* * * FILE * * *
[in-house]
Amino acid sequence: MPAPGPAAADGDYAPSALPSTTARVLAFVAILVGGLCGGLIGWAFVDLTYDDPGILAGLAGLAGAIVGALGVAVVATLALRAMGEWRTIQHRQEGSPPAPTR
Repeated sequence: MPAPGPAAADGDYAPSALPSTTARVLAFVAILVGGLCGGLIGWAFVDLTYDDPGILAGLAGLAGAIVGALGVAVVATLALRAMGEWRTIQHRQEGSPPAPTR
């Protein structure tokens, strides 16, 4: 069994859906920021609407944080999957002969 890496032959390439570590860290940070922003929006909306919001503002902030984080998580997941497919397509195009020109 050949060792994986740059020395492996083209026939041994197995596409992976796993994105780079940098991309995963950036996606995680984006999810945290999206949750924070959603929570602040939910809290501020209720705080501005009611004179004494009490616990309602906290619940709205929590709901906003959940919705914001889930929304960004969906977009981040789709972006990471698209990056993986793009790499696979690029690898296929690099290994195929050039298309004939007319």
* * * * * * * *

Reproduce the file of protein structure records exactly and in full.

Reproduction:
[in-house]
Amino acid sequence: MPAPGPAAADGDYAPSALPSTTARVLAFVAILVGGLCGGLIGWAFVDLTYDDPGILAGLAGLAGAIVGALGVAVVATLALRAMGEWRTIQHRQEGSPPAPTR
Repeated sequence: MPAPGPAAADGDYAPSALPSTTARVLAFVAILVGGLCGGLIGWAFVDLTYDDPGILAGLAGLAGAIVGALGVAVVATLALRAMGEWRTIQHRQEGSPPAPTR
């Protein structure tokens, strides 16, 4: 069994859906920021609407944080999957002969 890496032959390439570590860290940070922003929006909306919001503002902030984080998580997941497919397509195009020109 050949060792994986740059020395492996083209026939041994197995596409992976796993994105780079940098991309995963950036996606995680984006999810945290999206949750924070959603929570602040939910809290501020209720705080501005009611004179004494009490616990309602906290619940709205929590709901906003959940919705914001889930929304960004969906977009981040789709972006990471698209990056993986793009790499696979690029690898296929690099290994195929050039298309004939007319």